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February 20, 2006

Dear Friend:

We are halfway through the General Assembly session.  The House finished its non-budget business last Tuesday and has begun taking up Senate-passed bills.  With only 19 business days left until the scheduled adjournment, both houses will be working long hours to complete each other’s docket.  While we have considered about 1,800 bills and resolutions, many on crime and social issues, we have just really started the important debate about transportation. 

After killing the Governor’s major transportation proposals in committee, the House Leadership decided on Friday to divert $350 million budgeted for education and the environment to transportation.  The House plan also raises general funds from new “abuser fees” on bad drivers.  Estimating how much would be raised on bad drivers, and at what point a driver should start paying these hefty fines, remains one of many points of contention.  Despite these good intentions on behalf of our transportation needs, and even if you think we are spending too much on education, the new House money is not a stable, reliable, long-term solution.  It does not make a dent in the long-term transportation problem facing Northern Virginia.

Both the Senate plan and the Governor’s plan provide approximately $1 billion per year in new, stable and reliable revenues.  Either would be a welcome start, but would not be enough to reduce our commute time.  If you assume that at least $300 million of the new money would flow to our region, we would remain almost $500 million short, per year, of meeting the objectives laid out in the Northern Virginia Transportation Authority’s TransAction 2030 plan.  It is important to note that the 2030 plan is NOT a pie-in-the-sky wish list, but a realistic plan to catch up.  For example, it does not even include improving I-66 inside the Beltway.  If completed, however, modeling studies say that commute time in our area would improve slightly by 2030 even with the enormous growth that is coming our way. 

Three of my own bills have been included in larger measures that have passed the House and are now before the Senate.  I was very pleased that my proposal to increase the asset cap for senior property tax relief program was accepted.  Currently, Fairfax County grants property tax relief to seniors earning under $72,000 per year and holding fewer than $340,000 in assets, not including one’s primary residence.  The pending language would increase the asset cap to $540,000, should the County choose to raise it to that level.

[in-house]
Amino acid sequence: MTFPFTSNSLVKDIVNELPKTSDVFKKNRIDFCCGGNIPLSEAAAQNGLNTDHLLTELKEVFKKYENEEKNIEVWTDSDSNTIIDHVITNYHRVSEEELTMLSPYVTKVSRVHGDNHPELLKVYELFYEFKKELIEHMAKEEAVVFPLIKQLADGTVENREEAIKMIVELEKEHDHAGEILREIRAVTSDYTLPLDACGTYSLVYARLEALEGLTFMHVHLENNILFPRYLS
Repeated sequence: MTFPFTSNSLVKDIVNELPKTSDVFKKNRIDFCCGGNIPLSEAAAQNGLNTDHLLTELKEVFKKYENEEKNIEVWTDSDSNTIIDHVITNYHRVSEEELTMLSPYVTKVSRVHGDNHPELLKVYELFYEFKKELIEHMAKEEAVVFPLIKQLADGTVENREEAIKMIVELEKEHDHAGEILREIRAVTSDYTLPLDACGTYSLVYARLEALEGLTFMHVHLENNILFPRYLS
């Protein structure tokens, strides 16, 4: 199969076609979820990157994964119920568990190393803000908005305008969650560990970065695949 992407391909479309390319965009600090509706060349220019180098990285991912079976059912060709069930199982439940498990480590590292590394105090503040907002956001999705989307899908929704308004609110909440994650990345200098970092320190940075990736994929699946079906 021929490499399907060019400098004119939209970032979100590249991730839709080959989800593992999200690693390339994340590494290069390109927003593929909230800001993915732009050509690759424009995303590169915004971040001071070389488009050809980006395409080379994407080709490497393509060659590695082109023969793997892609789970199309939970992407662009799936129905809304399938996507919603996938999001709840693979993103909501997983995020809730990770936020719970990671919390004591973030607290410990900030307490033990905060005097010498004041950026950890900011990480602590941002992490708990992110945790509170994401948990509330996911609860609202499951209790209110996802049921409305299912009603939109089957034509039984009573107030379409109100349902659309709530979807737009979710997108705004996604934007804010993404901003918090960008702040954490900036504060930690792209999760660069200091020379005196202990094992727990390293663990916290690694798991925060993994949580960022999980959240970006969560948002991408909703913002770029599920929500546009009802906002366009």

My bill to assist first responders after Hurricane Katrina-like events is also pending before the Senate.  The legislation would allow the Governor to grant $2,500 each month, for up to three months, to first responders who suffer an extreme personal or family hardship as a result of a disaster.  It gives the Governor another tool to use in times of great distress and is intended to prevent some of the problems experienced on the Gulf Coast last fall.

The House also passed, as part of a concealed weapons bill, my language to make it easier for Virginians to learn when the use of deadly lethal force is legally justified.  In Virginia, common law, or law handed down through judicial decisions, is the applicable law in what can be a confusing area.  My bill requires the Attorney General to include on his website all Supreme Court decisions pertaining to the issue.  The website address is also to be printed on the concealed weapons permit application form. 

Another bill to allow security freezes on one’s credit report in order to prevent identity theft was sent to a study by the Joint Commission on Technology and Science.  Over the next year, the Commission will evaluate the issue more thoroughly and examine solutions to the current concerns with the legislation, namely, the inability of retailers to check credit history instantly for the consumer.

A sample of other legislation pending in the House or Senate includes a bill that would likely shut down all but two of the state’s abortion clinics, ballot language for a constitutional amendment to ban same-sex marriage, civil unions or domestic partnerships of any kind, a bill that regulates the towing industry for the first time, bills intended to improve the delivery of Medicaid services, a bill to put into place a new system to allow more competition in cable television service, and a measure that simplifies the way taxes are collected in telecommunications services.  All of these bills, and much more, will now be before the opposite body of its origin.

Finally, as a leader in your community, you are very important to me.  You can help me make sure citizens are getting treated fairly by the State and that tax dollars are being spent wisely.  Please feel free to pass along any information from your neighbors about how we are doing.  I would also be happy to include you on my email list.  During the session, I have been writing a short recap every week and will be sending out information periodically throughout the remainder of the year.  To receive our updates, just send an e-mail to with Newsletter on the subject line.  Please feel free to contact me either while I’m in Richmond until March 11th at (804) 698-1043, or in the district at (703) 922-6440.  Also remember to check out

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Mark D. Sickles

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